Calcutta stands for three worldwide forces—burgeoning population ; food shortage ; a torrent of migration to the cities.

Today there are about five hundred million people in India. In thirty years or so there may well be one billion. Most Indians live in rural villages—but the villages are overflowing. The surrounding lands no longer produce enough food. The excess population drifts into the big coastal cities where there is hope of food; Calcutta has become an immense breadline where the starving from the countryside gather to feed on grain from American ships.

The vision of six hundred thousand people lying in the streets at night—a prostrate breadline waiting for Midwestern grain—must be burned into the mind if the fate of the third world (and of the United States) is to assume reality. Because as the population rises, the supply of grain is running out. This is true not only for India but for two-thirds of the human population. All over the third world the City of the Future is a place where the rural poor gather to await the grain handout from abroad, while it lasts.

From Calcutta, draw the implications for the third (so-called “underdeveloped”) world—briefly, as follows:

  • The I960 population of the developed world was about 900.000,- 000; that of the third world ran over 2,000,000,000.

  • The agricultural land resources of the two parts of the world are approximately equal.

  • By the year 2000—in less than thirty-three years—the developed world must feed 1,300,- 000,000 on its half of the world’s croplands. The third world will have to feed about 5,000,000,000 people on its half.

  • The industrial states have moved on to high- yield agriculture, getting maximum production from the land. The third world must make the same transition—but there very well may not be time to make it before mass famine sets in.

The bind is this: There is a desperate need to cut population growth and to raise food production within the next three decades. The most urgent period will be the ten or fifteen years immediately ahead. All right, then, say the hopeful—birth control: but Cora Du Bois, an anthropologist with much experience in India, reports that “. . . any effective reduction of population growth among heavily breeding rural populations is not foreseeable in less than possibly fifty years. I believe this is a question on which it is wise to have no illusions.”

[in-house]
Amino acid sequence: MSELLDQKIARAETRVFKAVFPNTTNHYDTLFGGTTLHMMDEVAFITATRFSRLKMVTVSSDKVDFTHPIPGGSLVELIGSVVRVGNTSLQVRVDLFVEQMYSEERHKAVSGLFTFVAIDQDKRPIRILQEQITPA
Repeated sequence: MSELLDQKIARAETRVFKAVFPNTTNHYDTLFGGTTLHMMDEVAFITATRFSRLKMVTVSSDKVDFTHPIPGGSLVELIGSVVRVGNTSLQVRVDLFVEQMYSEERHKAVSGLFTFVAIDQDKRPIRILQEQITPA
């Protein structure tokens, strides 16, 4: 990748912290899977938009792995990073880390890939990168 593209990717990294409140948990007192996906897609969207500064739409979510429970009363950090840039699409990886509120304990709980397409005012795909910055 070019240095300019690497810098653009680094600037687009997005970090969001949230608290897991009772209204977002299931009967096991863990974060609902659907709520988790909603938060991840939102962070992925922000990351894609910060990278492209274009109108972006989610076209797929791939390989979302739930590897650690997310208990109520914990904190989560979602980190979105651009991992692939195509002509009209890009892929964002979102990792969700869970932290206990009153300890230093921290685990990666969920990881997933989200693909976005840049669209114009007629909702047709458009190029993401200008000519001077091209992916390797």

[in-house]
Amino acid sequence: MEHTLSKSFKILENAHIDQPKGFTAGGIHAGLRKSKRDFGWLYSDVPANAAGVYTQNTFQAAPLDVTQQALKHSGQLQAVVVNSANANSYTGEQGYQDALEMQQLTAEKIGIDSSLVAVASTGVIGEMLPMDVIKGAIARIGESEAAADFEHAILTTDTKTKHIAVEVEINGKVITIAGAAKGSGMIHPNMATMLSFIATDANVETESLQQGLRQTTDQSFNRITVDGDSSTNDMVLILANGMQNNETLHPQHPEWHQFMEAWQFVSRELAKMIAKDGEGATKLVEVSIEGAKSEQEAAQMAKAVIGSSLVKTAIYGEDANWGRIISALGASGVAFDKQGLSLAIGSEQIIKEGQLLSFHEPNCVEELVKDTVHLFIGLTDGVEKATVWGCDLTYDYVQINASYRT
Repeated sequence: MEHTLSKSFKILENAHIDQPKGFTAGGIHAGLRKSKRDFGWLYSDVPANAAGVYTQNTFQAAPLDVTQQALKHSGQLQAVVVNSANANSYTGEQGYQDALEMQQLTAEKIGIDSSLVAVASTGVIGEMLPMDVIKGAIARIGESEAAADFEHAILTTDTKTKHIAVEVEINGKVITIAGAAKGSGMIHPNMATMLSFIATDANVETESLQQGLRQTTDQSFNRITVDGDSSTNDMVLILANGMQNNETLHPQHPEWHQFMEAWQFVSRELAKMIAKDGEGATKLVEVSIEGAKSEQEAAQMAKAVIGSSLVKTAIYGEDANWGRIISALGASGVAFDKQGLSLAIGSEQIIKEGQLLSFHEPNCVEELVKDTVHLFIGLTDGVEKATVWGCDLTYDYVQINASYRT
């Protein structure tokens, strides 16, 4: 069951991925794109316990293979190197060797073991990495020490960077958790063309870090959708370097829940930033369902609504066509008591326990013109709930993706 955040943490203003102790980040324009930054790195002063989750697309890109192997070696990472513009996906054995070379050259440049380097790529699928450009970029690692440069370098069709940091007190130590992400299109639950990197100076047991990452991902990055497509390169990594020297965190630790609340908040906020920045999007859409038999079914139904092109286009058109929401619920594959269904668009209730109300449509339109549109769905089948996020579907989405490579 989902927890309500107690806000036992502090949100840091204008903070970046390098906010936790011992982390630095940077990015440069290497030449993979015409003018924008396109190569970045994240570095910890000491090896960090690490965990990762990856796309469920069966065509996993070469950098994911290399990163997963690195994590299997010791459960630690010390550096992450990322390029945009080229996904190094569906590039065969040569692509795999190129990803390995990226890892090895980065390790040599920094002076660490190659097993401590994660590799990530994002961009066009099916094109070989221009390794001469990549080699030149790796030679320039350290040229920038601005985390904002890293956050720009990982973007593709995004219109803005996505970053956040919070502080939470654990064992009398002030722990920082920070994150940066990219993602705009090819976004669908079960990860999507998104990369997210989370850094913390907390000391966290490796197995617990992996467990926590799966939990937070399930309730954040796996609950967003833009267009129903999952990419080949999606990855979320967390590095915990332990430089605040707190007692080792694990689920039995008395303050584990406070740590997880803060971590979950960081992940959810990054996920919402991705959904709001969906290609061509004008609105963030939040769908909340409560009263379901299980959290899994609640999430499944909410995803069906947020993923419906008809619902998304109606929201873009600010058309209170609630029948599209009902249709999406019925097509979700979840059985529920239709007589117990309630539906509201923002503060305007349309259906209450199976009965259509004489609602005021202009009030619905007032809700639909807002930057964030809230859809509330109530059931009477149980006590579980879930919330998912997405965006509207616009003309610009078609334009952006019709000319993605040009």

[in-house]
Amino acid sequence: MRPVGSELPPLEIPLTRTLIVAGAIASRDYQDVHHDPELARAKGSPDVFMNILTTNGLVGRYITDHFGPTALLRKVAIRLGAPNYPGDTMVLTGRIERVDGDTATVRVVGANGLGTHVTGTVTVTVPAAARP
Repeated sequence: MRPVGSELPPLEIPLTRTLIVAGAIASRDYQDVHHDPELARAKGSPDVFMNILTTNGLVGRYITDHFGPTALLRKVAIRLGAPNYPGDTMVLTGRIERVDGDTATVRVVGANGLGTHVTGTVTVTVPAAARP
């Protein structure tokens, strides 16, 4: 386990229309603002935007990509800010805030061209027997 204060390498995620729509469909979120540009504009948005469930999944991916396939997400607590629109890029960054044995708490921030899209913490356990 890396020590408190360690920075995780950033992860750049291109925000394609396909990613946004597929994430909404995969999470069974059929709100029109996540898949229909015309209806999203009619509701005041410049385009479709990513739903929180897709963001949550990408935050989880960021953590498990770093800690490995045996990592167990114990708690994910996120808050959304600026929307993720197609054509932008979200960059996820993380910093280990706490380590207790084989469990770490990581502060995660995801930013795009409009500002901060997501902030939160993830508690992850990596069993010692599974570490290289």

Nor is the prospect for rapid increase in food supply much brighter. On the contrary, according to Lester R. Brown, an economist with the U.S. Department of Agriculture: “The food problem emerging in the less-developed regions may be one of the most nearly insoluble problems facing man over the next few decades.”

There are, nevertheless, a few optimists. Some talk of farming the sea, eating plankton; but this will not help anyone soon. Anyway, says William Vogt, who is experienced, “Few of the people who advocate this. I am sure, have tasted plankton. . . .”

Recently, an optimist of some renown appeared—Donald J. Bogue, a sociologist at the University of Chicago. He said the United Nations’ projections of about six billion people by the year 2000 are exaggerated: Dr. Bogue predicted a rapid decline in growth after 1975. The immediate reaction of his colleagues was disappointing. Dr. Bogue said, “Most were angry. I found no one who agreed with me.”

Perhaps the most disturbing thing about the present world-population situation, as Dr. Bogue himself suggested, is the almost uniformly pessimistic outlook of so many very capable people who have examined the matter closely. Lloyd V. Berkner. a leading American scientist, remarked that in the third world, “We are probably already beyond the point at which a sensible solution is possible.” Eugene R. Black, when he was president of the World Bank. said. "We are coming to a situation in which the optimist will be the man who thinks that present living standards can be maintained.”

Dr. B.R. Sen. Director-General of the United Nations Food and Agriculture Organization, has said. “The next thirty-five years . . . will be a most critical period in man’s history. Either we take the fullest measures to raise productivity and to stabilize population growth, or we will face disaster of an unprecedented magnitude. We must be warned ... of unlimited disaster.”

In Pakistan. President Ayub said in 1964, "In ten years’ time, human beings will eat human beings in Pakistan.”

The third world, then, is in acute danger of entering into a descending spiral where each successive failure reinforces the last in a descent toward chaos. The process may have begun. There is a tendency in the U.S. to believe it will be possible to isolate ourselves from this, retreat into the land of affluence. For a while perhaps.

Consider this: As of 1954 the United States was using about fifty percent of the raw material resources consumed in the world each year. The rate of consumption has been rising and by 1980 the U.S. could be consuming more than eighty- three percent of the total.

Today the U.S. is a net importer of goods. Its reliance on foreign trade grows each year. The third world, in the meantime, sees industrialization as the road to salvation; its demand for raw material can be expected to accelerate. Today we can soothe the hungry by offering a certain amount of food and aid. Tomorrow we will be competing for raw material and there will be no spare food to offer. The prospect is not bright. As Professor Harold A. Thomas, Jr. of Harvard’s Center for Population Studies put it, “. . . unless we engage ourselves today in problems of development of the poor nations. the conditions under which we live during the next two generations may not be attractive. The fuel required to sustain our mammoth technological apparatus may constitute a gross drain on the resources of the earth. Other societies cannot be expected to regard this favorably. A vista of an enclave of privilege in an isolated West is not pleasant to contemplate. Wise and human political institutions do not thrive in beleaguered citadels.”